The digital economy (e.g. online shopping) is growing rapidly - already £50bn in 2016 - which is radically transforming the high street. It is estimated that approximately 220,000 vans are operating in London on a typical weekday with approximately 5% (11,000) engaged in parcel collection and delivery. With new `try before you by' clothing services such as ASOS and Amazon Prime Wardrobe, where any number of clothing items can be ordered for home delivery, and returned 'for free', the true environmental costs are spiraling out of control. Freight transport already accounts for 16% of all motorised road vehicle activity in British towns and cities, typically burning fossil fuels and accounting for 23%, 36% and 39% of total road-based CO2, NOx and PM10 emissions respectively, In response, this project looks at how digital technology can be designed to empower couriers to fight unfairness, challenge unfair models and algorithms in platform courier work, and develop new models that put fairness and sustainability at the core. FlipGig (2019-2021) received funding from the UK Engineering and Physical Sciences Research Council (EPSRC) under grant agreement no. EP/S027726/1.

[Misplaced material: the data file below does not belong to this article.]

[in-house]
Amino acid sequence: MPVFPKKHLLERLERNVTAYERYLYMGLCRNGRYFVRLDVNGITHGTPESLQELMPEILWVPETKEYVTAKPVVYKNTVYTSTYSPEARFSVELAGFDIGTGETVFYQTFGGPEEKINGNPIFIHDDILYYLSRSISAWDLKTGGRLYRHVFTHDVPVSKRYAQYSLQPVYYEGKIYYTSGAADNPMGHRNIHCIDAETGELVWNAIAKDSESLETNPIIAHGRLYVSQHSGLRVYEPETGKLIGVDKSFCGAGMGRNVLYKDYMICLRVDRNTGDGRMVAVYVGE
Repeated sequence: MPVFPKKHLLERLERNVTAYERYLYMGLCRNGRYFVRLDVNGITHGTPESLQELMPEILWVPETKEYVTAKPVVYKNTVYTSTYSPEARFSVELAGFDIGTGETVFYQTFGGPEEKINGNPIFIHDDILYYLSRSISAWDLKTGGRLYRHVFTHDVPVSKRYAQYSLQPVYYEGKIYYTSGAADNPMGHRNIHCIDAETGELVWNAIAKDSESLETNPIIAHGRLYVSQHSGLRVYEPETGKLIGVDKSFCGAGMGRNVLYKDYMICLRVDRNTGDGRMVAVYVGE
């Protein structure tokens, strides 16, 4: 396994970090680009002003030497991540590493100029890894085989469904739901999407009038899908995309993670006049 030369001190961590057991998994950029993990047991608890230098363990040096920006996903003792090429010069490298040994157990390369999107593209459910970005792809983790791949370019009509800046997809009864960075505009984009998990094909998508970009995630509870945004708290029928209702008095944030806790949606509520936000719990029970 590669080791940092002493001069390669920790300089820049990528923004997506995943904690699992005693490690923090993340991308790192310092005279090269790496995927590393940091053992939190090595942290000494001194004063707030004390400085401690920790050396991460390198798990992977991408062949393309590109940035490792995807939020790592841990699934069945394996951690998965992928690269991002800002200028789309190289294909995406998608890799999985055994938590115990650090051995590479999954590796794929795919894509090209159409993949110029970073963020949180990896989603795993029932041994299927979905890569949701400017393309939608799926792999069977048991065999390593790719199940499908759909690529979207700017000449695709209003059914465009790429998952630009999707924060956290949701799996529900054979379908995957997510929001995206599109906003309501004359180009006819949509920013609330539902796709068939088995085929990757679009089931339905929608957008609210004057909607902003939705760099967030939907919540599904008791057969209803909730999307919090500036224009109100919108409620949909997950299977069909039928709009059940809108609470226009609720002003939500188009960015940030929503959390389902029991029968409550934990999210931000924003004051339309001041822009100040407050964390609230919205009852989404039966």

Investigate current gig economy practices and technology interaction and biases using the parcel and food delivery sectors
Expose the inefficiencies and inequities arising from current ad-hoc last-mile service provision and algorithmic approaches
Develop new algorithms and dynamic models for allowing couriers to collaborate in new ways to encourage sustainable 'multi-modal' delivery and collection
Create new algorithms and interaction designs (HCI/UX) that empower gig economy couriers, rather than focusing on efficiency and profit. To better meet working preferences and personal circumstances; matching these more efficiently to work location and availability, the use of sustainable modes of transport
Explore how we can enable end-to-end trusted relationships between stakeholders and practices between consignors and consignees
Use simulation, modelling, and trials to evaluate the potential impact and uncover barriers to adoption of the fairer, more sustainable models at scale.
Adrian Friday, Oliver Bates and Carolynne Lord School of Computing and Communications, Lancaster University
Tom Cherrett, Fraser McLeod and Andy Oakey Transportation Research Group, University of Southampton
Antonio Martinez-Sykora, Southampton Business School, University of Southampton
In collaboration with partners Gnewt (by Menzies Distribution), Transport for London, and Miralis Data.
Slides from the knowledge exchange event held in London 29th April 2022, highlighting key lessons from the project. Summary notes are also available (PDF).
There were also posters on the meal deal 'gig worker experience' game, micro-consolidation and sustainable last mile delivery at different city/town scales, and the remote methods we've used to engage with gig workers during the COVID pandemic (in Edinburgh, and critical incident technique (CIT))
Briefing note (PDF), consolidated notes for platforms, logistics, cities and other gig work stakeholders.
[White paper, PDF]